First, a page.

There is no bigger stage to announce a video game on than a platform holder's E3 press conference, and in 2015, Dean Hall, creator of DayZ, stepped onto Microsoft's stage to announce his new game Ion.
"I want a game that is not a game," he said. "I want a game that is a universe. A universe built not on scripts or quests, but on the laws of physics, biology, and chemistry. A simulation MMO that explores mankind's expansion into space; the chance to be a pioneer in a harsh universe swamped with the risk of death yet peppered with the havens of fortune."
It was a prototype Hall said he had been working on for a year, and would be a collaboration between RocketWerkz, Hall's studio in New Zealand, and Improbable, a company with an ambitious SpatialOS game engine, in London.
A trailer blurb for Ion read:
From the creator of DayZ and inspired by the cult favourite Space Station 13, Ion is an emergent narrative massively-multiplayer online game in which players will build, live in and inevitably die in huge floating galactic constructions as humanity makes its first steps colonising the universe.
Technology from Improbable allows Ion to have a massive interconnected universe with fully simulated environments such as power grids, air pressure and heat - all to help stave off the unending vacuum of space.
Ion was to come first to PC and the Xbox One Game Preview Program. No release date was announced.
Then the lines went dead. 2015 ended; nothing. E3 2016 rolled around; nothing. 2016 ended; nothing.
RocketWerkz released a VR game called Out of Ammo, announced a mysterious big new multiplayer game, and is teasing a game reveal for game show EGX Rezzed in London at the end of the month. None of them are Ion.
Improbable has partnered with Google to heavily subsidise the SpatialOS engine, and in press releases mentions SpatialOS games such as Worlds Adrift and Lazarus (skip to 01:10:00) - but not Ion. What gives?
After weeks of investigation, and with comments from both parties involved, I can tell you Ion is dead.
"Ion was initially conceived as a project for co-development between Improbable and RocketWerkz. A lot has changed since then," the statement, sent to Eurogamer, read. "Dean Hall moved back to New Zealand from London, RocketWerkz has started work on a number of other games, and we have grown increasingly into a platform for games to be deployed on.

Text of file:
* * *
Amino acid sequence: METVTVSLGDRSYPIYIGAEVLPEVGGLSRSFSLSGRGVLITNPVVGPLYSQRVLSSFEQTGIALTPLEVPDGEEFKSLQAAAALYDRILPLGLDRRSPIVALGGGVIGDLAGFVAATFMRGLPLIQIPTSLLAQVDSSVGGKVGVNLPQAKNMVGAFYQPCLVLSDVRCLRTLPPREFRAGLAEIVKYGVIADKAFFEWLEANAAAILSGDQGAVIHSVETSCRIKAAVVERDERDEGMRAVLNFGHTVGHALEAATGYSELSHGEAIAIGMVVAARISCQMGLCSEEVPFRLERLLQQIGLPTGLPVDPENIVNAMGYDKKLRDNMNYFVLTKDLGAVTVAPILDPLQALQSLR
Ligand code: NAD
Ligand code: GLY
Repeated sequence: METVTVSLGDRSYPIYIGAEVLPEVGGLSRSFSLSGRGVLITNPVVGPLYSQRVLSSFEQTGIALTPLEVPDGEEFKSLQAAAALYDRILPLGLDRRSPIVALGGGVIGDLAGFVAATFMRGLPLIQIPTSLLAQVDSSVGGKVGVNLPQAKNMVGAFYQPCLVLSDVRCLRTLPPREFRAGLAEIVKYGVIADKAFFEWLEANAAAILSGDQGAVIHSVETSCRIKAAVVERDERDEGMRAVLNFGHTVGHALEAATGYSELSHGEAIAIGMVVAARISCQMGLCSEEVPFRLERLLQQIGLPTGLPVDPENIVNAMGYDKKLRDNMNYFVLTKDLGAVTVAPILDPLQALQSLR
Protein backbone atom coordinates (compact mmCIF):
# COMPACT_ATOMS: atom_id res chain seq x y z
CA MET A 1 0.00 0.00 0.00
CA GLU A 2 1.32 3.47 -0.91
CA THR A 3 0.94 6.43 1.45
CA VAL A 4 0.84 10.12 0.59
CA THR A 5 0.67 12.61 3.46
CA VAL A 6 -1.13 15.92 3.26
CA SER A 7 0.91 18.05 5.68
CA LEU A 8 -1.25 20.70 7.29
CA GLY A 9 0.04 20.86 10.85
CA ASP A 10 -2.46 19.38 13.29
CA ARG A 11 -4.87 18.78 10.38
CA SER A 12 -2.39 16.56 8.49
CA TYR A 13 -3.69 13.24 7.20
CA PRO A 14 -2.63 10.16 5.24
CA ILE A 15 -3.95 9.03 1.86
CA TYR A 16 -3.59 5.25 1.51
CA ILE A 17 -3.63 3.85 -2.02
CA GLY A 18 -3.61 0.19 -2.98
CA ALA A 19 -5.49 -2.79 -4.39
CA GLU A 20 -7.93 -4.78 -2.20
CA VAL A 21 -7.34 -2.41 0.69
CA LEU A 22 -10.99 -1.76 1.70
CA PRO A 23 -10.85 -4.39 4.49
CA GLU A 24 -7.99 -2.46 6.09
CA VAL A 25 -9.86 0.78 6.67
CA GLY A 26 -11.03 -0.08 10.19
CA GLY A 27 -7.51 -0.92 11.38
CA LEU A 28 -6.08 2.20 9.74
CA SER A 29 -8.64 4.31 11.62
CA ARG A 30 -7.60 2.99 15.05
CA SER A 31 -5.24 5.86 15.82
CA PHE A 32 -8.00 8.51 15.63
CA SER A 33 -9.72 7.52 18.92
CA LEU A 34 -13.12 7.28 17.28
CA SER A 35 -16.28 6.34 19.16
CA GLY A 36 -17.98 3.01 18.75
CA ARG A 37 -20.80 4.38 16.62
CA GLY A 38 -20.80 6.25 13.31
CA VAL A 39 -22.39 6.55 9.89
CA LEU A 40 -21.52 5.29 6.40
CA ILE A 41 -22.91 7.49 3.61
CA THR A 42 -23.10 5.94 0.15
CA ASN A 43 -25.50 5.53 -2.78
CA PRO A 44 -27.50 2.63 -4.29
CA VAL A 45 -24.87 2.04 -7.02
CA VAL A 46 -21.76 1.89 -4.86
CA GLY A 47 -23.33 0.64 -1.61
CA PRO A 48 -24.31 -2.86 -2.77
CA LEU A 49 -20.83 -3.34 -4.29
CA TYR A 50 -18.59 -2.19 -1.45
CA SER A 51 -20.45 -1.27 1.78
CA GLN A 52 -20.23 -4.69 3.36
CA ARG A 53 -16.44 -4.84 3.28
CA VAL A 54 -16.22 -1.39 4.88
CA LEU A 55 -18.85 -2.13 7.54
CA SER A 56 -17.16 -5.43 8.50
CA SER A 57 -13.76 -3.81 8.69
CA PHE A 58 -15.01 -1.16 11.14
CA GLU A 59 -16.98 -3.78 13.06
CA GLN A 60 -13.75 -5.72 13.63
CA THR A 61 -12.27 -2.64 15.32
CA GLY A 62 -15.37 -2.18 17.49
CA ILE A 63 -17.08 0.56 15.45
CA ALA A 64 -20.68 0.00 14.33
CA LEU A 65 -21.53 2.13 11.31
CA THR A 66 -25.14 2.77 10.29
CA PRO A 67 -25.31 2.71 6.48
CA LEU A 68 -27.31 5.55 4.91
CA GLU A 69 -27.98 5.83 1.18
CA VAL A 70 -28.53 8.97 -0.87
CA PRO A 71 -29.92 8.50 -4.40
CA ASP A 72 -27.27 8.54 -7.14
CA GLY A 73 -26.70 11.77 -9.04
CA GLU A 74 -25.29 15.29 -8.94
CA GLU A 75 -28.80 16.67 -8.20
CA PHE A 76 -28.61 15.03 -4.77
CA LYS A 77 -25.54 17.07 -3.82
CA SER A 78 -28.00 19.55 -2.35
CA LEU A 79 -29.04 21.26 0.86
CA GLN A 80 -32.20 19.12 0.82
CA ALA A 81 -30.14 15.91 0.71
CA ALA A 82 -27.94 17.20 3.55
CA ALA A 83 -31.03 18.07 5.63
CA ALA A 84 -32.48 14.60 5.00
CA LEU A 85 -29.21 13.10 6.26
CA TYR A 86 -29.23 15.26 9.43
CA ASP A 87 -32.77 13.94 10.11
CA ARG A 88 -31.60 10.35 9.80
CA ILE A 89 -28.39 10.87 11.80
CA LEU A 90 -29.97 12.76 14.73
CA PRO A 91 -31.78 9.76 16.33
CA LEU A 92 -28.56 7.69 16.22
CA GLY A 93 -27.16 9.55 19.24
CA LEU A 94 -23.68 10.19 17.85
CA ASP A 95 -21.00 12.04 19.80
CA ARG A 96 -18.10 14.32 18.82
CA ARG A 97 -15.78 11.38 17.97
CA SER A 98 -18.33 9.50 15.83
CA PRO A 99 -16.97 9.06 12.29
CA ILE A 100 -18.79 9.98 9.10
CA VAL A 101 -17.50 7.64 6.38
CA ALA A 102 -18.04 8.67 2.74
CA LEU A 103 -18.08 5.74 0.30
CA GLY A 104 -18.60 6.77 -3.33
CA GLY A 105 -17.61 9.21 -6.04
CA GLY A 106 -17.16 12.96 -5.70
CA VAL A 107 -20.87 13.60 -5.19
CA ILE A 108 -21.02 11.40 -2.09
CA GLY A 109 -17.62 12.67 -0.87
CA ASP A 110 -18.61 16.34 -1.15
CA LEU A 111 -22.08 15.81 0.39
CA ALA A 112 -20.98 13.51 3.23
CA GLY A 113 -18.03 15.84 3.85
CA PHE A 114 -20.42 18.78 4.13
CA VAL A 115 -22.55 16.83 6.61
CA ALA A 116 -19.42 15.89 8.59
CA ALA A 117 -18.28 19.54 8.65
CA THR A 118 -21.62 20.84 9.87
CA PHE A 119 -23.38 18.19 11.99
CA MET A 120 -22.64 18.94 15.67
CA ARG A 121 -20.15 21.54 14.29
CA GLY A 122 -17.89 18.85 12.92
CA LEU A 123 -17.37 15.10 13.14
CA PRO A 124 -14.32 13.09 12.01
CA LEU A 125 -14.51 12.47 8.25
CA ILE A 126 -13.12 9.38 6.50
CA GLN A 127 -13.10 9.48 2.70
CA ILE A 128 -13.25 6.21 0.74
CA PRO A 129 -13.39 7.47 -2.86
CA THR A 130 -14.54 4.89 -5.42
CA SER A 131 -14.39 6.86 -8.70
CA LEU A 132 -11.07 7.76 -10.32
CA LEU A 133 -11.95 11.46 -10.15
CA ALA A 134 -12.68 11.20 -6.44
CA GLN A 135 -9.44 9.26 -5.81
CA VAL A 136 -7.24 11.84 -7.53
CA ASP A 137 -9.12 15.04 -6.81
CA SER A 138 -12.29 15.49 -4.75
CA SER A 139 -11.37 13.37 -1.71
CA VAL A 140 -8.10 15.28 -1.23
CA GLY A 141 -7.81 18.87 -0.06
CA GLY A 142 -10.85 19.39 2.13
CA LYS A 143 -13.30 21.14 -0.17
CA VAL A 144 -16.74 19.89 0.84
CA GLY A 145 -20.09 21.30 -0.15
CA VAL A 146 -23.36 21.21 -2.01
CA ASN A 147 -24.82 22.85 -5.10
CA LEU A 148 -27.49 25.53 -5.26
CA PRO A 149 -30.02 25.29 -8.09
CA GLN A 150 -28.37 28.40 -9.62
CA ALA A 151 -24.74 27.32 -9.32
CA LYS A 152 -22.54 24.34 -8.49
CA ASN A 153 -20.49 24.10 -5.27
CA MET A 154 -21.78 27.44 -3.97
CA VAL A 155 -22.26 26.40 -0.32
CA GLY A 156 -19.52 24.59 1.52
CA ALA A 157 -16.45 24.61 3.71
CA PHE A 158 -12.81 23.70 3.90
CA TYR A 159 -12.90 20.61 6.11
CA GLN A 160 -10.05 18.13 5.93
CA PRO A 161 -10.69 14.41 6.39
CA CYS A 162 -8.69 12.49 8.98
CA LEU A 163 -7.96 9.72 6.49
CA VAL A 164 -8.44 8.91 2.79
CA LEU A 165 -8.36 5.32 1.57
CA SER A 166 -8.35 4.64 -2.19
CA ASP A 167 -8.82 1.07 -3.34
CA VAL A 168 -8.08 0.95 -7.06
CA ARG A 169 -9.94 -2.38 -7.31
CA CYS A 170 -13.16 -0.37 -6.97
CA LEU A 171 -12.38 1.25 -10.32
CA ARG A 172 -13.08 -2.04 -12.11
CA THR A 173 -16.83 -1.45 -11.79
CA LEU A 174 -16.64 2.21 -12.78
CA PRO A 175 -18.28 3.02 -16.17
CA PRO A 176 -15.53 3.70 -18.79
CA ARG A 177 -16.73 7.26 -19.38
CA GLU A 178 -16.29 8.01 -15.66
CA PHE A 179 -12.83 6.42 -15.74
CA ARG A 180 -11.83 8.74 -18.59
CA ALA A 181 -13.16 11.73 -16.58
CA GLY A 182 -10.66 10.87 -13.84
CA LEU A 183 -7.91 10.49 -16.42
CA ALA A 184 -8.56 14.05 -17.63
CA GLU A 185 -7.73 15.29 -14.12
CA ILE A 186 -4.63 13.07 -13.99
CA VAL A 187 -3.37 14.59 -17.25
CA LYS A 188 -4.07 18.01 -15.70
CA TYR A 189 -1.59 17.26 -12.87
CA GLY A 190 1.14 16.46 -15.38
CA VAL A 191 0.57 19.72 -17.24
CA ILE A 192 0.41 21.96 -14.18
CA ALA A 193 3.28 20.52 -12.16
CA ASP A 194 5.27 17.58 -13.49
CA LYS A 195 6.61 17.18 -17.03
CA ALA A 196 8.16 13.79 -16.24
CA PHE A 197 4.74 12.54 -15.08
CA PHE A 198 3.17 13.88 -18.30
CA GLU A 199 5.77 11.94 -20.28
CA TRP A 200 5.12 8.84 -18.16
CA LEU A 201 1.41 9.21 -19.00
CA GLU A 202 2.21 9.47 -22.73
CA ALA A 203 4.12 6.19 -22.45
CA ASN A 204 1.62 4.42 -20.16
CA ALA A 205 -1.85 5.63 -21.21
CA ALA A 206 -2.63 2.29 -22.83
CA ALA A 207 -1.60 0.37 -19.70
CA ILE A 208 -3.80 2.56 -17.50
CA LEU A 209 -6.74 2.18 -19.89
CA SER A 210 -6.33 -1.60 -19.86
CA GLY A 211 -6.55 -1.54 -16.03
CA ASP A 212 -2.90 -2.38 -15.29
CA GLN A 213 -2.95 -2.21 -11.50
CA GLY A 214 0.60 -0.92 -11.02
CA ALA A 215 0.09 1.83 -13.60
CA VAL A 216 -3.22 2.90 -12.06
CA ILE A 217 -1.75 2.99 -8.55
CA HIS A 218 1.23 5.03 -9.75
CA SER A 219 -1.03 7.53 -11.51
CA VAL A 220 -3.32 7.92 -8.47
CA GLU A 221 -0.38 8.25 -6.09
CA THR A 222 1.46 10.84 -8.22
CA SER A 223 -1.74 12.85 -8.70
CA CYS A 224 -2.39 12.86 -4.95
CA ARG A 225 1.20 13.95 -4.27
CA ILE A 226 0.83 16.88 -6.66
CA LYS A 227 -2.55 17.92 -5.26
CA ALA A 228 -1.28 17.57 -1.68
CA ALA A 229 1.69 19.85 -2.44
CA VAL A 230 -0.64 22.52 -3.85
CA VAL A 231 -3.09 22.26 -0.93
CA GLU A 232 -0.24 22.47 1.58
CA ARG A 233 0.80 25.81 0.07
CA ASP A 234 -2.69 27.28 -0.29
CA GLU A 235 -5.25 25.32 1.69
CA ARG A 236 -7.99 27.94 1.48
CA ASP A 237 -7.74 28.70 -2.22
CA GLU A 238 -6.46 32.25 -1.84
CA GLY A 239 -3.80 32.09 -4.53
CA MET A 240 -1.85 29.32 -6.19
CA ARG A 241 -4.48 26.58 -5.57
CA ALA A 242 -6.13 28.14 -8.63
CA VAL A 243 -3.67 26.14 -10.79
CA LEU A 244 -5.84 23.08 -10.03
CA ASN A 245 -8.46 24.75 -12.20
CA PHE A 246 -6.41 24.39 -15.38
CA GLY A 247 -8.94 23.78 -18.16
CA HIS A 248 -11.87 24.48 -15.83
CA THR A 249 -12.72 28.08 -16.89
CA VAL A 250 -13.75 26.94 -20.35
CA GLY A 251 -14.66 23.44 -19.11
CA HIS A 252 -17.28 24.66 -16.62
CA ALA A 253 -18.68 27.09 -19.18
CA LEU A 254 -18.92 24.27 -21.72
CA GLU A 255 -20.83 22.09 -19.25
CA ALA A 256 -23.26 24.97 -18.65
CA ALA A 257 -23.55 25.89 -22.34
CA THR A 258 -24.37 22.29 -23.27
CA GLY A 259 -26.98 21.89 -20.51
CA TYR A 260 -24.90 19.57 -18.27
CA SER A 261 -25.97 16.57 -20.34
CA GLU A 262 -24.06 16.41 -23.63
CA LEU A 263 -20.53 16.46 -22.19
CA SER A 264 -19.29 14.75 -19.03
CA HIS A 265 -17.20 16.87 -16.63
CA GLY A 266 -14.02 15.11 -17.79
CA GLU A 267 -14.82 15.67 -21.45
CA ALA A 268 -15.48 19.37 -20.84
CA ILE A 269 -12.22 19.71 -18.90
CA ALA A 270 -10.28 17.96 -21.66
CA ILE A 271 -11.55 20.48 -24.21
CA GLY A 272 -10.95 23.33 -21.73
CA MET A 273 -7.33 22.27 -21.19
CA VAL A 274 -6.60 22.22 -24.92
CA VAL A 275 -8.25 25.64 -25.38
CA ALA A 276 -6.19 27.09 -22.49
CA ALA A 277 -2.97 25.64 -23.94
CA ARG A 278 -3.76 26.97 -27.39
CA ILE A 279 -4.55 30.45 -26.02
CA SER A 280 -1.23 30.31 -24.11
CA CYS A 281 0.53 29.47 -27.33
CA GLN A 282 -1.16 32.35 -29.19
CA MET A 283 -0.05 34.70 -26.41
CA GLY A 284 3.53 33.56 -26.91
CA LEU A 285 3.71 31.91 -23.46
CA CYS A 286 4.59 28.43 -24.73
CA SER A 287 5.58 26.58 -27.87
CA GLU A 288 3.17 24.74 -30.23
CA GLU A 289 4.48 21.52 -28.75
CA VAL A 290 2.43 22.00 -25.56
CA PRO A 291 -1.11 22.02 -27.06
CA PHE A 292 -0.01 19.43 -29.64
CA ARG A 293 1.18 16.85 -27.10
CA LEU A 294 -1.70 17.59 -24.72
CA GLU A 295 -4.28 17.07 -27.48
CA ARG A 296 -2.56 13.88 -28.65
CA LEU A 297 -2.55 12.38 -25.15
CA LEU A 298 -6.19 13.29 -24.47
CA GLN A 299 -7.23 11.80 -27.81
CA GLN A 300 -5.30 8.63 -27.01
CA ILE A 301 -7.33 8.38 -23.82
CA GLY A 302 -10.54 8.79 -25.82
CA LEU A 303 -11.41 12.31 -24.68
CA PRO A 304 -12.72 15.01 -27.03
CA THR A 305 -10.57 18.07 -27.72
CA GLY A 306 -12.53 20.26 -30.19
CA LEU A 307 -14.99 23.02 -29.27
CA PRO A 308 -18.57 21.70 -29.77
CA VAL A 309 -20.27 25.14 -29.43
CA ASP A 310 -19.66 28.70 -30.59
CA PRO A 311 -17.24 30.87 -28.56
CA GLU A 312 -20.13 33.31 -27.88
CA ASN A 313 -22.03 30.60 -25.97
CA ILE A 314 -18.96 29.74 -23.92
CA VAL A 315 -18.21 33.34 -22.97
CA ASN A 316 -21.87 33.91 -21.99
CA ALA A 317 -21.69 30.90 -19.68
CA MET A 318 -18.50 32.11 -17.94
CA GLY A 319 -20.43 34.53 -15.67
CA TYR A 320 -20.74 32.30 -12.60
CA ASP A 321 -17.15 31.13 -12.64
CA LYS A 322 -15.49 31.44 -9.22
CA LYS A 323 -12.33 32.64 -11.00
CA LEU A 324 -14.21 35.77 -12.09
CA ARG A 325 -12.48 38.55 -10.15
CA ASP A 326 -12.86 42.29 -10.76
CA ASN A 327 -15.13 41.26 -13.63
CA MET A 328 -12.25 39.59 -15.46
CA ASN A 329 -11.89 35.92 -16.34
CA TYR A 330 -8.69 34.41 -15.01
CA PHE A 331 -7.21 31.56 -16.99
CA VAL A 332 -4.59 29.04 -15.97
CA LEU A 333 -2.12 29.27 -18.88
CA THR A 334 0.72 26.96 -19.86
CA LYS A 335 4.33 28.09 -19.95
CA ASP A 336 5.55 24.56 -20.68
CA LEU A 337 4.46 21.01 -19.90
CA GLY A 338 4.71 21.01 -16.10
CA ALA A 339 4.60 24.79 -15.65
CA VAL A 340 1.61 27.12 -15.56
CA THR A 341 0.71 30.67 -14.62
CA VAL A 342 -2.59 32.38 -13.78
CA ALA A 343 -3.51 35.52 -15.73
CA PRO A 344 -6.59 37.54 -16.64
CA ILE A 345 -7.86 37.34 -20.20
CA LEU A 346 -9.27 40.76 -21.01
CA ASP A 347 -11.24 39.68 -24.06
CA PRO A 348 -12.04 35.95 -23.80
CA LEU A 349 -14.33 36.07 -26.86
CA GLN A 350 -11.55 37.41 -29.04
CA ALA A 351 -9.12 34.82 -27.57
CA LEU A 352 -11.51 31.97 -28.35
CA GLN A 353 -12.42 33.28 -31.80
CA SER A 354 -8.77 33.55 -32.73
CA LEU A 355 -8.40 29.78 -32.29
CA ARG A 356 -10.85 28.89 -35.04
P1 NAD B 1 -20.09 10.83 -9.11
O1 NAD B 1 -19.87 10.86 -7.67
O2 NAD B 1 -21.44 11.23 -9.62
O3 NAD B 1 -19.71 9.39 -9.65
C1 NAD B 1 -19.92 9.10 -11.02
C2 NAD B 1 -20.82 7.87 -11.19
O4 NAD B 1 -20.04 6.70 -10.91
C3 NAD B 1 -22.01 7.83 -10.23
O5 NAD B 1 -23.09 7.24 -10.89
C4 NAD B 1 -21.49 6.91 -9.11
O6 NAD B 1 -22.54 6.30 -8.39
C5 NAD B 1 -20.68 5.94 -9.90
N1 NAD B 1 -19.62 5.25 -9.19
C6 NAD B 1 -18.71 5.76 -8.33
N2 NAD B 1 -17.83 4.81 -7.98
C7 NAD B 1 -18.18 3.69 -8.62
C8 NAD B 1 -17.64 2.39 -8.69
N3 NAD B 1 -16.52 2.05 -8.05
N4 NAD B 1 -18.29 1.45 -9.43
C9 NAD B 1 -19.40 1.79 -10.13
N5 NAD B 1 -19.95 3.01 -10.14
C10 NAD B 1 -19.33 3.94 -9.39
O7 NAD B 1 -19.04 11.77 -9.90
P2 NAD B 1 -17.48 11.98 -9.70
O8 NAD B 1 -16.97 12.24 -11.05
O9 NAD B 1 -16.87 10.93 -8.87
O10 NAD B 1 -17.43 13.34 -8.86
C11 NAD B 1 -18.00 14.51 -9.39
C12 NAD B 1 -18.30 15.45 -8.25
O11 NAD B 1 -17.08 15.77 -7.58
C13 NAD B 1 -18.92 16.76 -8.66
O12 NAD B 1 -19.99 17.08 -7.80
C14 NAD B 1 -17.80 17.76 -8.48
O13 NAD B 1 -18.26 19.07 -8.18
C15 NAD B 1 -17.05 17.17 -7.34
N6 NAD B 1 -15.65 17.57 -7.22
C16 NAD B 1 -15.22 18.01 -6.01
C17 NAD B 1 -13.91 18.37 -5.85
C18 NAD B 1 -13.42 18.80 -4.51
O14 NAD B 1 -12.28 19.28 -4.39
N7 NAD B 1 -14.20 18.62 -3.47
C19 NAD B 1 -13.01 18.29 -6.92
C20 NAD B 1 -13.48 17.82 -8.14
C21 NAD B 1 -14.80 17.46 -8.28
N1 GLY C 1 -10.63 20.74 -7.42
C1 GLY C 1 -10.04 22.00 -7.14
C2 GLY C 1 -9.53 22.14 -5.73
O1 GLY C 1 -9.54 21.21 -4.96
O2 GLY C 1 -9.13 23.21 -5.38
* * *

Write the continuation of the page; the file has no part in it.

"We can definitely say that Improbable is not currently working on Ion. However, we have not previously commented on and cannot now comment on RocketWerkz' current or future plans.
"We are focussed on making SpatialOS available to developers, and supporting developers such as Bossa Studios and our SpatialOS Games Innovation Program partners as they make games on our platform. We currently have no plans to develop or release a game ourself."
Here's Dean Hall:
"We're not actively working on Ion, no," he told me in an interview. "I am not involved in that, no. Nor is RocketWerkz studio in New Zealand."
I asked him how long Ion had not been an active project for him and he said since he moved back to New Zealand in August-October last year.
"When I look at Ion," he added, "Ion could only happen with a company like Improbable, with the scale of technology like that, and that's not a game we could do alone."
With the collaboration at an evident end and Improbable having "no plans to develop or release a game ourself", Ion's fate, then, appears sealed.
What went wrong with Ion is harder to pin down. Improbable wouldn't speak beyond the statement it sent, and Dean Hall was cagier than I have ever heard him, even though he knows the blame may be levelled at him, both as the person who announced the "game that is not a game" ("I will never live that down") and as the person whose career was both made by DayZ and tarnished by it.
"You know me, I don't like not saying anything," he said, "but I have to be cautious because you can be very disrespectful, and I certainly don't want to be disrespectful to anybody. I'm definitely of the opinion that you don't deflect blame to someone else simply because it falls at you. There was a phrase I heard often in the military, 'It went wrong and you were there.' Look, games get paused, cancelled, pulled back all the time in the industry. The reason why people don't announce this stuff is because what's the value in it?"
Hall did suggest, however, he decided to walk away from Ion because he realised he would prefer to work on games RocketWerkz controls itself.
"The whole idea of setting up RocketWerkz was to try a lot of different stuff," he said. "Part of what we were doing with RocketWerkz in the early days was experimenting around and saying well how do we want to make games? Do we want to focus on partnering, do we want to look for other people to do technology? And the decision we've made is to very much focus on the projects we control in their entirety ourselves."
He added: "I'd far rather people were pissed off I didn't release something than I release something I wasn't happy with and try to take money from them. That's the most important thing."
RocketWerkz is coming up to its second birthday and now numbers 40 people. Besides the games mentioned above, RocketWerkz is also making a follow-up to Out of Ammo subtitled Death Drive to Italica. It's due in the early part of this year.